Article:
|Chen, Jinran -|
|Lazarenko, Oxana -|
|Wu, Xianli -|
|Tong, Yudong -|
|Blackburn, Michael -|
|Shankar, Kartik -|
|Ronis, Martin -|
Submitted to: PLoS One
Publication Type: Peer Reviewed Journal
Publication Acceptance Date: October 5, 2010
Publication Date: October 28, 2010
Citation: Chen, J., Lazarenko, O.P., Wu, X., Tong, Y., Blackburn, M.L., Shankar, K., Badger, T.M., Ronis, M.J. 2010. Obesity reduces bone density through activation of PPAR Gamma and suppression of Wnt/Beta-Catenin in rapidly growing male rats. PLoS One. 5(10):e13704. Interpretive Summary: The effect of excessive consumption of high fat diet (HFD) and of obesity itself, on bone development and maturation remain largely unclear particularly in children. In this report, we chronically fed HFD containing 25% or 45% fat diet, to male Sprague-Dawley rats for 4 weeks beginning at weaning, and rats became obese based on increased their body fat accumulation. Bone quality was significantly poor in HFD animals compared to their controls. We found that five major free fatty acids; palmitic, stearic, oleic, linoleic, and arachidonic acid in the ratio of 5:3:1:3:1, were 5 times higher in concentration in rat serum from 45% fat HFD-fed compared to control rats. Fat was also accumulated in bone marrow. These observations suggest that increased free fatty acids in serum from HFD-fed rats directly impaired bone formation due to stimulation of bone marrow adipocyte systhesis. These effects of HFD-feeding on bone in early life may result in impaired attainment of peak bone mass and therefore increase the prevalence of osteoporosis later on in life.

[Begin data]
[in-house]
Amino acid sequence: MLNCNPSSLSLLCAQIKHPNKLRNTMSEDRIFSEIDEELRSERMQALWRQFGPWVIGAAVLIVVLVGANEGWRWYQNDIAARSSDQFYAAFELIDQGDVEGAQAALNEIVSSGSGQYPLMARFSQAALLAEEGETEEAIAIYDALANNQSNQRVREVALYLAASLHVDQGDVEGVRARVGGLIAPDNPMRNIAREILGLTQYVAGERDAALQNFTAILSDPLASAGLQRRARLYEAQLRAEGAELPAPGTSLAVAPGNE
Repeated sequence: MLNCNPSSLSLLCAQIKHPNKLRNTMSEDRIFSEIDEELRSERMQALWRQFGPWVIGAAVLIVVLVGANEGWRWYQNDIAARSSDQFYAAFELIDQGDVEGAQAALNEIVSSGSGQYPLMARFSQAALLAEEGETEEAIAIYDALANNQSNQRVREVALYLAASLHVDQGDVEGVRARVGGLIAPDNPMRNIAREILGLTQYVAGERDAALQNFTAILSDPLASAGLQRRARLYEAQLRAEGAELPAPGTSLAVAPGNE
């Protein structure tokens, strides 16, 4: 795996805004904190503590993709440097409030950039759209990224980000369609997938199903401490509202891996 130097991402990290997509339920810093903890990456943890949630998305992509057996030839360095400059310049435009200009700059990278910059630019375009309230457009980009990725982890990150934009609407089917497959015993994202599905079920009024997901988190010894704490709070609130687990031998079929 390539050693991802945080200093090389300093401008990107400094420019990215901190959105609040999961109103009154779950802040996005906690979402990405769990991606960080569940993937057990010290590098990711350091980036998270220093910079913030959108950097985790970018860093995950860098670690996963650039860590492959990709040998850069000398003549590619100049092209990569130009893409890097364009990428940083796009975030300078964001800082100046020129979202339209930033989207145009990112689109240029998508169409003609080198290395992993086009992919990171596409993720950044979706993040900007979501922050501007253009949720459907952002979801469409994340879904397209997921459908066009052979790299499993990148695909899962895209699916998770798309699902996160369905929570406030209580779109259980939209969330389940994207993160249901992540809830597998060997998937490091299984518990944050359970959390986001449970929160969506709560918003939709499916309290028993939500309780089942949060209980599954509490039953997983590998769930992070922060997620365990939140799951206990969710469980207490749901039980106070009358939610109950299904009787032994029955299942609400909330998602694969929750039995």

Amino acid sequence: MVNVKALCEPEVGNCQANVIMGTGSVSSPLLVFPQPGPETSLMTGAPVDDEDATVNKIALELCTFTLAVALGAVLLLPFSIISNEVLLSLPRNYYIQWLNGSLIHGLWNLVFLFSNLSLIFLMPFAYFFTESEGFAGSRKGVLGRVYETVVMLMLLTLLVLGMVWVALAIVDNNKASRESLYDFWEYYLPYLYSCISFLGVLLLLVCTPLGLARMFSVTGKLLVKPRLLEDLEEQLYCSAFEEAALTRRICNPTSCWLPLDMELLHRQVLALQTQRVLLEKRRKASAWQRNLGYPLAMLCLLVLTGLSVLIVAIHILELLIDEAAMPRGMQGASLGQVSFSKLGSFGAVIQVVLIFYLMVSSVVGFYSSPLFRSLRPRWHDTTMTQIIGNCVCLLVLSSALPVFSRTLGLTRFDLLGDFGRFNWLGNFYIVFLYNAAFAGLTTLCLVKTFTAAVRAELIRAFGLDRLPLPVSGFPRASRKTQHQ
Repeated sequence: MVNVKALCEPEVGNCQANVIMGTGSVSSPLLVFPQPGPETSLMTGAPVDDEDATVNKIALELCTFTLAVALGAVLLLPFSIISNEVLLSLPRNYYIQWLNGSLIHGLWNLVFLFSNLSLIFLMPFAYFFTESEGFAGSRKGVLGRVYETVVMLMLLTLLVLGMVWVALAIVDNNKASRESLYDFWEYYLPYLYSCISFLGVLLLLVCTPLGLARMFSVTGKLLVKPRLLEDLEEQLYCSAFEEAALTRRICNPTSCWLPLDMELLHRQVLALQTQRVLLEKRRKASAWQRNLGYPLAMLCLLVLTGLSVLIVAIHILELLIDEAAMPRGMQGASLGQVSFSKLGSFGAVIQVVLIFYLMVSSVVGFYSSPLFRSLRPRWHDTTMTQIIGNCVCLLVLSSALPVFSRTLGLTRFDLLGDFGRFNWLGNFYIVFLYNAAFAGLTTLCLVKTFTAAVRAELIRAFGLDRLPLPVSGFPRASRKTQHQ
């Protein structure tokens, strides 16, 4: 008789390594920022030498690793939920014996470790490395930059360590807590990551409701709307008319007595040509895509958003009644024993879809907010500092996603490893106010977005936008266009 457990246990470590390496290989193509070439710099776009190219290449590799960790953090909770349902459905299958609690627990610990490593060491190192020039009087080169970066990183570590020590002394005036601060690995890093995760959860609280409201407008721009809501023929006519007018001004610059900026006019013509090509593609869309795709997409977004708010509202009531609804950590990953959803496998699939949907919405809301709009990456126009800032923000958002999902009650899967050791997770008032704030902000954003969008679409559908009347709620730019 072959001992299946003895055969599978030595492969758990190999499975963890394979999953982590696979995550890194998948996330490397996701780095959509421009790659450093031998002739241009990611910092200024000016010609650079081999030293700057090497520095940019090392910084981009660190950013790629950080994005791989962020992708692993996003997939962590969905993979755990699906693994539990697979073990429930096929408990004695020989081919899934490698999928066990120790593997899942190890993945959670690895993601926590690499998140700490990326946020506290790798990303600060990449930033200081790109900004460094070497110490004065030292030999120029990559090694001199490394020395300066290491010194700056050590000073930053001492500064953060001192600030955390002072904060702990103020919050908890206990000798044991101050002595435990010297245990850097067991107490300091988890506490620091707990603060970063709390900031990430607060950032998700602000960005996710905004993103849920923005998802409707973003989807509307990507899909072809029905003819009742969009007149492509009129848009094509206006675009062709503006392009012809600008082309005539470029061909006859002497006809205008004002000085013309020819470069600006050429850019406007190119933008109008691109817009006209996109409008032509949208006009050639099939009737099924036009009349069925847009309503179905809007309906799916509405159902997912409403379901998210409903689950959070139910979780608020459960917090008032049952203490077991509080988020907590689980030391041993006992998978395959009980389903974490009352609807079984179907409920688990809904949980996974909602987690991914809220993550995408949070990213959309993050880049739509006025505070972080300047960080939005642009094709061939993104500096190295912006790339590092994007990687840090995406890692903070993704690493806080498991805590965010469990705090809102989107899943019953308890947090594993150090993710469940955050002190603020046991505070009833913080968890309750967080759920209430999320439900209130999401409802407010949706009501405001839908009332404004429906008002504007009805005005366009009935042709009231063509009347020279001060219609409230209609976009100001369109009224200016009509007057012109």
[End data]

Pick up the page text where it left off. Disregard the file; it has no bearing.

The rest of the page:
Technical Abstract: The relationship between obesity and skeletal development remains largely ambiguous. In this report, total enteral nutrition (TEN) was used to feed growing male rats intragastrically, with a high 45% fat diet (HFD) to induce obesity. We found that fat mass was increased (P<0.05) compared to rats fed TEN diets, containing 25% fat or a chow diet (LFD) fed ad libitum with matched body weight gains. Serum leptin and total non-esterified fatty acids (NEFA) were elevated in HFD rats, which also had reduced bone mass compared to LFD-fed animals. This was accompanied by decreases in the serum bone formation marker osteocalcin, but increases in the bone resorption marker RatLaps. Bone marrow adiposity and expression of adipogenic genes, PPAR' and aP2 were increased, whereas osteoblastogenic markers osteocalcin and Runx2 were decreased, in bone in HFD rats compared to LFD controls (P<0.05). The diversion of stromal cell differentiation in response to HFD, stemmed from down-regulation of the key canonical Wnt signaling molecule beta-catenin protein and reciprocal up-regulation of nuclear PPAR gamma expression in bone. In a set of in vitro studies using pluripotent ST2 mesenchymal stem cells, treated with serum from rats on the different diets or using the free fatty acid composition of NEFA quantified in rat serum from HFD-fed animals by GC-MS, we were able to recapitulate our in vivo findings. These observations strongly suggest that increased NEFA in serum from rats, made obese by HFD-feeding directly impaired bone formation due to stimulation of bone marrow adipogenesis. These effects of obesity on bone in early life may result in impaired attainment of peak bone mass therefore, increasing the prevalence of osteoporosis later on in life.